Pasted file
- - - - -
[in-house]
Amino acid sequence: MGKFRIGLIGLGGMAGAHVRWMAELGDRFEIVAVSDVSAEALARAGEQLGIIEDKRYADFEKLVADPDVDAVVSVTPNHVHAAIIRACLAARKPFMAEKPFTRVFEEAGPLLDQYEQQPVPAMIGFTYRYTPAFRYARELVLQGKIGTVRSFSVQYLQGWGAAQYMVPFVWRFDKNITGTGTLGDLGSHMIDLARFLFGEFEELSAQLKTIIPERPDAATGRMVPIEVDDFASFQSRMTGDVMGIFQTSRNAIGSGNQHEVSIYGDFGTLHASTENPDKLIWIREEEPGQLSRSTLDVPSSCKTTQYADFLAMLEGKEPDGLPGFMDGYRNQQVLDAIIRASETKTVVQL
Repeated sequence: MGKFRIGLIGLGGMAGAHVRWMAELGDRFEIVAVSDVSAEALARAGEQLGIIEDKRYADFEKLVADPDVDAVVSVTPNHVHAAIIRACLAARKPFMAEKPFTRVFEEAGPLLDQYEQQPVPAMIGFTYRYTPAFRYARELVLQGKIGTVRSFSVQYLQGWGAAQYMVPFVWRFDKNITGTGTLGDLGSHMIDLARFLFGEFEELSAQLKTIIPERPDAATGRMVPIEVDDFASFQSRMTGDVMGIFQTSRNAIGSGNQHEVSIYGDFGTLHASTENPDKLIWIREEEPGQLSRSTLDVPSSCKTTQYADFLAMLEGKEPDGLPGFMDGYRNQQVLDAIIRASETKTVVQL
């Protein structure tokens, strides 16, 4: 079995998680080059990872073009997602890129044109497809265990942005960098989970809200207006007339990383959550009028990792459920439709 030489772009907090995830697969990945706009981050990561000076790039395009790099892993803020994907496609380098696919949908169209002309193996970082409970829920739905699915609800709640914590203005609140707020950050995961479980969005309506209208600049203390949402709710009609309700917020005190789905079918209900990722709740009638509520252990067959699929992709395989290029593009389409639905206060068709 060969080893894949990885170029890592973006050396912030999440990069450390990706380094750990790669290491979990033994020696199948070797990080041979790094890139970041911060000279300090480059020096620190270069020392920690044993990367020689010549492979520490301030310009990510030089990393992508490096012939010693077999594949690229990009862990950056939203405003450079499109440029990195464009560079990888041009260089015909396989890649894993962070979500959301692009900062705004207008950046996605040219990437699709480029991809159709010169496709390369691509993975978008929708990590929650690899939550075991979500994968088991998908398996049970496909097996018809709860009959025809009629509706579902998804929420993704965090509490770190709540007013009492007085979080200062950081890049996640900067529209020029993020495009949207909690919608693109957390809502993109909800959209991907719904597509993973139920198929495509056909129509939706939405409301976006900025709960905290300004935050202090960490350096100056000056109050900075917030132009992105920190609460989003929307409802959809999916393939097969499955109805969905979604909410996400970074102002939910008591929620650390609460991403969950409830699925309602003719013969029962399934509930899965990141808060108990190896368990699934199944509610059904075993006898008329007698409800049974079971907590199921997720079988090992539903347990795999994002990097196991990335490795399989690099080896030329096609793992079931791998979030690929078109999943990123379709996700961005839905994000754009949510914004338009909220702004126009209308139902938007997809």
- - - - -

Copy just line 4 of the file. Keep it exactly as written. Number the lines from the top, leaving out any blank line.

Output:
């Protein structure tokens, strides 16, 4: 079995998680080059990872073009997602890129044109497809265990942005960098989970809200207006007339990383959550009028990792459920439709 030489772009907090995830697969990945706009981050990561000076790039395009790099892993803020994907496609380098696919949908169209002309193996970082409970829920739905699915609800709640914590203005609140707020950050995961479980969005309506209208600049203390949402709710009609309700917020005190789905079918209900990722709740009638509520252990067959699929992709395989290029593009389409639905206060068709 060969080893894949990885170029890592973006050396912030999440990069450390990706380094750990790669290491979990033994020696199948070797990080041979790094890139970041911060000279300090480059020096620190270069020392920690044993990367020689010549492979520490301030310009990510030089990393992508490096012939010693077999594949690229990009862990950056939203405003450079499109440029990195464009560079990888041009260089015909396989890649894993962070979500959301692009900062705004207008950046996605040219990437699709480029991809159709010169496709390369691509993975978008929708990590929650690899939550075991979500994968088991998908398996049970496909097996018809709860009959025809009629509706579902998804929420993704965090509490770190709540007013009492007085979080200062950081890049996640900067529209020029993020495009949207909690919608693109957390809502993109909800959209991907719904597509993973139920198929495509056909129509939706939405409301976006900025709960905290300004935050202090960490350096100056000056109050900075917030132009992105920190609460989003929307409802959809999916393939097969499955109805969905979604909410996400970074102002939910008591929620650390609460991403969950409830699925309602003719013969029962399934509930899965990141808060108990190896368990699934199944509610059904075993006898008329007698409800049974079971907590199921997720079988090992539903347990795999994002990097196991990335490795399989690099080896030329096609793992079931791998979030690929078109999943990123379709996700961005839905994000754009949510914004338009909220702004126009209308139902938007997809």